An Introduction to Plough Monday
Enid Porter, Cambridgeshire Customs and Folklore (1969)
The custom of drawing a plough through Cambridgeshire villages with the threat of ploughing up the doorstep of anyone refusing to give money to the ploughmen and boys was continued in many places until early this century.
Ploughing up the doorstep
Haddenham boys and men molly danced on Plough Monday evening to the music of a concertina. They wore fancy costume with alleygags, a local term for cord or string tied round the legs of the dancer’s trousers, and blackened their faces. In the morning the plough had been taken round to the various houses in the village and the ground in front of them ploughed up if the request for money had been refused.
Singing for sixpences in Swaffham Prior
In Swaffham Prior, as recorded by Mr R. C. Benstead in 1963, ‘we children, thirty six years ago, used to black our faces and visit the more well-to-do houses, and on arrival we would sing:
A sifting of chaff, a bottle of hay,
See the poor crows go carrying away,
Squeak by squeak they wag their tails
Hi nonney! Hi nonney!
The “Hi” was shouted as loud as we could yell. One farmer would make us come up one by one and present us with a sixpence which, once grasped firmly in the hand, we would turn and run as hard as we could, with the farmer’s hearty laughter and his huge whip cracking at our heels. I don’t remember anyone getting caught by him.’
The carrying round of a miniature plough by local schoolboys with blackened faces was continued in this village until 1929. Members of the Women’s Institute recalled in 1958 that ‘men dressed as horses’ dragged the plough to various houses until the 1920s. The version of the song given by these members is:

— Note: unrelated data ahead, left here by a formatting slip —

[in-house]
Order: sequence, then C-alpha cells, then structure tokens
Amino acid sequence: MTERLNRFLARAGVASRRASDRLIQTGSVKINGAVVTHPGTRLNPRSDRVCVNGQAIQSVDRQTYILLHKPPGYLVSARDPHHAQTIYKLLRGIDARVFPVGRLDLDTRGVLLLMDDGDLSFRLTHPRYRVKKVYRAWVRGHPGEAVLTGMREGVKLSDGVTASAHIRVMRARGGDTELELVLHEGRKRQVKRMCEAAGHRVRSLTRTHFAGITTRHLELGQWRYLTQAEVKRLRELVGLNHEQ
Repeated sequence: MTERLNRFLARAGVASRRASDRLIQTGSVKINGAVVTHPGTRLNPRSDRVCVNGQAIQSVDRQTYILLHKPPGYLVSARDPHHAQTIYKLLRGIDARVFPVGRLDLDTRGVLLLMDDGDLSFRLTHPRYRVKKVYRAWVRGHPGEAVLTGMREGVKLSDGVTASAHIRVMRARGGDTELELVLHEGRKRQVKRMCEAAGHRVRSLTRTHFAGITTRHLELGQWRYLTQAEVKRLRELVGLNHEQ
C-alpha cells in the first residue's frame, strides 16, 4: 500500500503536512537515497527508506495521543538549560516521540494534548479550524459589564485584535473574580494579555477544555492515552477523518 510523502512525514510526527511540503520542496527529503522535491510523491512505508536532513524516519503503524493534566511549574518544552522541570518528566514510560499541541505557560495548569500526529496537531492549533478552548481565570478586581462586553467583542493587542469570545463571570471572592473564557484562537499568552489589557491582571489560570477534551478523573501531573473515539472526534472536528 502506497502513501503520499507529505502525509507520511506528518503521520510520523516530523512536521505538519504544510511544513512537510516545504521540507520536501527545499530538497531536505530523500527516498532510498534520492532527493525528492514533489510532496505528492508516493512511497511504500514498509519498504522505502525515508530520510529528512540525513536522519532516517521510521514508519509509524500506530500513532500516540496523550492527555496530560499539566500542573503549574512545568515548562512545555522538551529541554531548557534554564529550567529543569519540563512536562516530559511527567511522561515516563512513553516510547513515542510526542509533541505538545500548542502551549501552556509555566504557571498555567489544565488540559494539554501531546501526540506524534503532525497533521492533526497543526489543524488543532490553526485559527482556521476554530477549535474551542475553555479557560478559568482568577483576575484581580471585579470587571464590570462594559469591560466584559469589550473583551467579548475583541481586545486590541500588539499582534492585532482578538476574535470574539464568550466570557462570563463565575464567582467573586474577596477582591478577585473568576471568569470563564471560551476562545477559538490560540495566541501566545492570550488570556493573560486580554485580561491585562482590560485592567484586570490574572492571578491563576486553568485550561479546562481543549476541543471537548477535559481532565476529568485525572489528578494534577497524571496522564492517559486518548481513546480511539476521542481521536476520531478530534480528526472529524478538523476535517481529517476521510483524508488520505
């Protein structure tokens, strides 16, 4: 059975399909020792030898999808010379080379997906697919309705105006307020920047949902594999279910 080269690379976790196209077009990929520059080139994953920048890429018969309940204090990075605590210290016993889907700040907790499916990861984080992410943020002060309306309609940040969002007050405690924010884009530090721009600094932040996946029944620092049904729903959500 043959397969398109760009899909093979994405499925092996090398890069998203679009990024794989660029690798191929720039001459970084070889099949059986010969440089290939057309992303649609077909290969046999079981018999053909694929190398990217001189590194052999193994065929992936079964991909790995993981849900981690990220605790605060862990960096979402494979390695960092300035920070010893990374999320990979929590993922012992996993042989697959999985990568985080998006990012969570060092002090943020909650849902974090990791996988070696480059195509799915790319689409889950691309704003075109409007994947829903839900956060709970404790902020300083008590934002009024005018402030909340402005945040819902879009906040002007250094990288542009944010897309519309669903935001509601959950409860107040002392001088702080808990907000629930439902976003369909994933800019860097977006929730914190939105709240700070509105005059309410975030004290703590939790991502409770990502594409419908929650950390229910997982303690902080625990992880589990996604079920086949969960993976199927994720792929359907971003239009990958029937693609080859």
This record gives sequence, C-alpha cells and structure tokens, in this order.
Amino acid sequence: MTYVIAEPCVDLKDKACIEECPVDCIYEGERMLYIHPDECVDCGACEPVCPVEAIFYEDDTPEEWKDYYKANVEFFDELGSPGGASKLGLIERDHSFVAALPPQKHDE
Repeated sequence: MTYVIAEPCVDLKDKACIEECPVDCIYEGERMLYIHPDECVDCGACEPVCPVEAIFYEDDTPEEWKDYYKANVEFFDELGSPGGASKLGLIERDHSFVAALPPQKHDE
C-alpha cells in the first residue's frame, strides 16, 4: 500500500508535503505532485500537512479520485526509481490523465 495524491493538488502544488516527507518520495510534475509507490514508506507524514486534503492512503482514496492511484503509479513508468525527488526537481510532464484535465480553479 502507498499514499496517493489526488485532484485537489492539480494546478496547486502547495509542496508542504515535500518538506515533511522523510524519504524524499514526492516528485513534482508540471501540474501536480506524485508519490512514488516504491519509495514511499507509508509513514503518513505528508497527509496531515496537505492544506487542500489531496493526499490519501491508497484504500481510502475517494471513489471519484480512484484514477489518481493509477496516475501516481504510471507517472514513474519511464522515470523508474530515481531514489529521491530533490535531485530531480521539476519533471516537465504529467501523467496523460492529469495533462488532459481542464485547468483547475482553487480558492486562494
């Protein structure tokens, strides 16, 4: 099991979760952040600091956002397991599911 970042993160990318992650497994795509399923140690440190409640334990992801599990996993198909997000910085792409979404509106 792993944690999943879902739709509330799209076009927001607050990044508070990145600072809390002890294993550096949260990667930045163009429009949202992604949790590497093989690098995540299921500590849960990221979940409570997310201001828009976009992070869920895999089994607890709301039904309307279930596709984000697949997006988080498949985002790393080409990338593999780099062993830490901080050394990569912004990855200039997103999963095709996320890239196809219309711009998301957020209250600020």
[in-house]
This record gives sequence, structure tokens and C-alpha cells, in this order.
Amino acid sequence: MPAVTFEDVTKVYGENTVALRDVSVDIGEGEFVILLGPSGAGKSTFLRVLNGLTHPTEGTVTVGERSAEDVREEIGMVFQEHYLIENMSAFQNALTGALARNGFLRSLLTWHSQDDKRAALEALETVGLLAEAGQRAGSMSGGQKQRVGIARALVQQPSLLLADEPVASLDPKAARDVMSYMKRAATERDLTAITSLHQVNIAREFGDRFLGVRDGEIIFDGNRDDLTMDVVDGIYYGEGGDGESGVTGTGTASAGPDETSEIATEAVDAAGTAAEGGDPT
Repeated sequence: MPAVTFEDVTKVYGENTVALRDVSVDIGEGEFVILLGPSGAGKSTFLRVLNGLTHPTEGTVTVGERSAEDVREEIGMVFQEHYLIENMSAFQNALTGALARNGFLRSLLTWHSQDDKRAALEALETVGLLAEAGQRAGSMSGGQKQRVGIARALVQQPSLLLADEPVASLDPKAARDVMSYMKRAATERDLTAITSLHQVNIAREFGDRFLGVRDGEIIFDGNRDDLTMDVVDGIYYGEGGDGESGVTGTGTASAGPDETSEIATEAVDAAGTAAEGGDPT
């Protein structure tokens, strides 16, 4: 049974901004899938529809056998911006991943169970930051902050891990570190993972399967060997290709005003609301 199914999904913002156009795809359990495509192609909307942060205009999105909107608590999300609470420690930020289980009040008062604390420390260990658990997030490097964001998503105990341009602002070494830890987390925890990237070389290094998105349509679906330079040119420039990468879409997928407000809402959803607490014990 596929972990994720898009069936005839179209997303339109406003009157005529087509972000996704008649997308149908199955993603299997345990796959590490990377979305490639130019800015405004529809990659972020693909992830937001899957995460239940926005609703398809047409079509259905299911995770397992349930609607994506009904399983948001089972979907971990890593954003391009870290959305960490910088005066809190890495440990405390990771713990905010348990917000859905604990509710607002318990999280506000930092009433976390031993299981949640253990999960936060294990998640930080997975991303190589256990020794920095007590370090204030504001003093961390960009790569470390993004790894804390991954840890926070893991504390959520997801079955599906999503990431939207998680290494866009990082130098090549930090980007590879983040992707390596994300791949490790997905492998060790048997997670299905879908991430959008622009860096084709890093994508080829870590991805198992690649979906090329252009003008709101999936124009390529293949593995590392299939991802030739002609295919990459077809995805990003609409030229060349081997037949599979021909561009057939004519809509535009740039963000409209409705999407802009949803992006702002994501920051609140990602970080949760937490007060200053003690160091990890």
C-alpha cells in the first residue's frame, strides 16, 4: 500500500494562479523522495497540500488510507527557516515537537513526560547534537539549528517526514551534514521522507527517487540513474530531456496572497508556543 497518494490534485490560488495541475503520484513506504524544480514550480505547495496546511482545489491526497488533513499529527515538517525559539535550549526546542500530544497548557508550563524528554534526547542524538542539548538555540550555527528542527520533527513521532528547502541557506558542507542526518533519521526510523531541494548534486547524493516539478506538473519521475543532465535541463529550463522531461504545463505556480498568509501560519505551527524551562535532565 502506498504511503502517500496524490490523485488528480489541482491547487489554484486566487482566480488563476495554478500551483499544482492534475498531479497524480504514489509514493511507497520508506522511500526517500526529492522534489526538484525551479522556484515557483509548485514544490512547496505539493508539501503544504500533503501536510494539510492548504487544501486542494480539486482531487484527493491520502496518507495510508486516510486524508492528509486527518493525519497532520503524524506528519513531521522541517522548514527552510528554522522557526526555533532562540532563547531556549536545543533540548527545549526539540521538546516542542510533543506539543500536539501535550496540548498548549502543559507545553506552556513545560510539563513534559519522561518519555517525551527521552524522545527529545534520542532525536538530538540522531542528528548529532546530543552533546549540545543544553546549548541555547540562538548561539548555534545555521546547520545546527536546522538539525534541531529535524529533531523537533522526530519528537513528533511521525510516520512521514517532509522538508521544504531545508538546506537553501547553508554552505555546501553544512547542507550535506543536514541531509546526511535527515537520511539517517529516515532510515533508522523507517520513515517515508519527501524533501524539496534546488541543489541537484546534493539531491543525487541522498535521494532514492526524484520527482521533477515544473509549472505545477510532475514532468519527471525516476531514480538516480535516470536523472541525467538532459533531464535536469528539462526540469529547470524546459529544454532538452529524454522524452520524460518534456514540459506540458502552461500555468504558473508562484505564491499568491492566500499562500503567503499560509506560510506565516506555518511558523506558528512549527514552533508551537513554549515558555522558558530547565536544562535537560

A sifting of chaff and a bottle of hay,
See the poor colts go wagging away.
Squeak, boy, squeak and wag your tail.
Hi ninnany, norny!
Plough Monday dancing at Littleport
The MS. notebooks of Cecil Sharpe in Clare College Library, Cambridge contain a reference, under the date 8 September 1911, to Plough Monday dancing at Littleport.
Jonathan Clingo, aged 85, at Littleport, told me that 6 men called Morris dancers used to go round the village on Plough Monday and the the neighbouring villages. One man dressed in women’s clothes, led by a man with a long feather sticking straight out of his cap. Also a fiddler and a sweeper with a broom. The 6 men had white shirts with ribbons and scarves all over them and high box hats. In the evening they had a ball to which others came, and all danced very often too a fight to a finish between men representing different villages. The Morris dancers didn’t act a play but simply jigged about. No bells, no sticks, no handkerchiefs… No plough…